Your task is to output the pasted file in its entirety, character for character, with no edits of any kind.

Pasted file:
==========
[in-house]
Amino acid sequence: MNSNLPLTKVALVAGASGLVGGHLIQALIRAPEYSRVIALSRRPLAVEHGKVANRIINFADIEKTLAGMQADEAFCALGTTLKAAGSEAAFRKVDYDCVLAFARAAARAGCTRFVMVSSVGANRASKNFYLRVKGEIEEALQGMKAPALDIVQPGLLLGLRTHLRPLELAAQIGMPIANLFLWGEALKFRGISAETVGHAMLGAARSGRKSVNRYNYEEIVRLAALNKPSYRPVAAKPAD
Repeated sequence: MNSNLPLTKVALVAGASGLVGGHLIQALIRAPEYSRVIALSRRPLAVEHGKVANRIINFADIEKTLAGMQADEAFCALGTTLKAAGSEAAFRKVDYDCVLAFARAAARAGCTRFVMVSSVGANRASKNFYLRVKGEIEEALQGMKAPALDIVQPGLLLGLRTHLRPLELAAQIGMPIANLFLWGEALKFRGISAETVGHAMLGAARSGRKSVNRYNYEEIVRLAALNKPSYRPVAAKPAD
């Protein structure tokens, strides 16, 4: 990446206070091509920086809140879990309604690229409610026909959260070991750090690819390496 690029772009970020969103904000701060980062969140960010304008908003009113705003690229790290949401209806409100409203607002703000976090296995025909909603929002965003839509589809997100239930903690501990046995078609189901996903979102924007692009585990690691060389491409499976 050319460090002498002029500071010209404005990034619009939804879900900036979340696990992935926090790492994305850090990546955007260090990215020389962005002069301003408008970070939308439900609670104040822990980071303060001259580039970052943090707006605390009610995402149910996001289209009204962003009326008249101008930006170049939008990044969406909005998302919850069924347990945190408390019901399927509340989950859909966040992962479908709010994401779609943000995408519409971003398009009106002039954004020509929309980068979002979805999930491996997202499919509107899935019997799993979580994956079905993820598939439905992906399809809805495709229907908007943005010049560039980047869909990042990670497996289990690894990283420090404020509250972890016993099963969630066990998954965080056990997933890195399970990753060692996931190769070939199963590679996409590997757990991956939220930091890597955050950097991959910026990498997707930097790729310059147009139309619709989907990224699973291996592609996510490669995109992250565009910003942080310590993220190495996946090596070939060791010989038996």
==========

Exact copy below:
[in-house]
Amino acid sequence: MNSNLPLTKVALVAGASGLVGGHLIQALIRAPEYSRVIALSRRPLAVEHGKVANRIINFADIEKTLAGMQADEAFCALGTTLKAAGSEAAFRKVDYDCVLAFARAAARAGCTRFVMVSSVGANRASKNFYLRVKGEIEEALQGMKAPALDIVQPGLLLGLRTHLRPLELAAQIGMPIANLFLWGEALKFRGISAETVGHAMLGAARSGRKSVNRYNYEEIVRLAALNKPSYRPVAAKPAD
Repeated sequence: MNSNLPLTKVALVAGASGLVGGHLIQALIRAPEYSRVIALSRRPLAVEHGKVANRIINFADIEKTLAGMQADEAFCALGTTLKAAGSEAAFRKVDYDCVLAFARAAARAGCTRFVMVSSVGANRASKNFYLRVKGEIEEALQGMKAPALDIVQPGLLLGLRTHLRPLELAAQIGMPIANLFLWGEALKFRGISAETVGHAMLGAARSGRKSVNRYNYEEIVRLAALNKPSYRPVAAKPAD
């Protein structure tokens, strides 16, 4: 990446206070091509920086809140879990309604690229409610026909959260070991750090690819390496 690029772009970020969103904000701060980062969140960010304008908003009113705003690229790290949401209806409100409203607002703000976090296995025909909603929002965003839509589809997100239930903690501990046995078609189901996903979102924007692009585990690691060389491409499976 050319460090002498002029500071010209404005990034619009939804879900900036979340696990992935926090790492994305850090990546955007260090990215020389962005002069301003408008970070939308439900609670104040822990980071303060001259580039970052943090707006605390009610995402149910996001289209009204962003009326008249101008930006170049939008990044969406909005998302919850069924347990945190408390019901399927509340989950859909966040992962479908709010994401779609943000995408519409971003398009009106002039954004020509929309980068979002979805999930491996997202499919509107899935019997799993979580994956079905993820598939439905992906399809809805495709229907908007943005010049560039980047869909990042990670497996289990690894990283420090404020509250972890016993099963969630066990998954965080056990997933890195399970990753060692996931190769070939199963590679996409590997757990991956939220930091890597955050950097991959910026990498997707930097790729310059147009139309619709989907990224699973291996592609996510490669995109992250565009910003942080310590993220190495996946090596070939060791010989038996």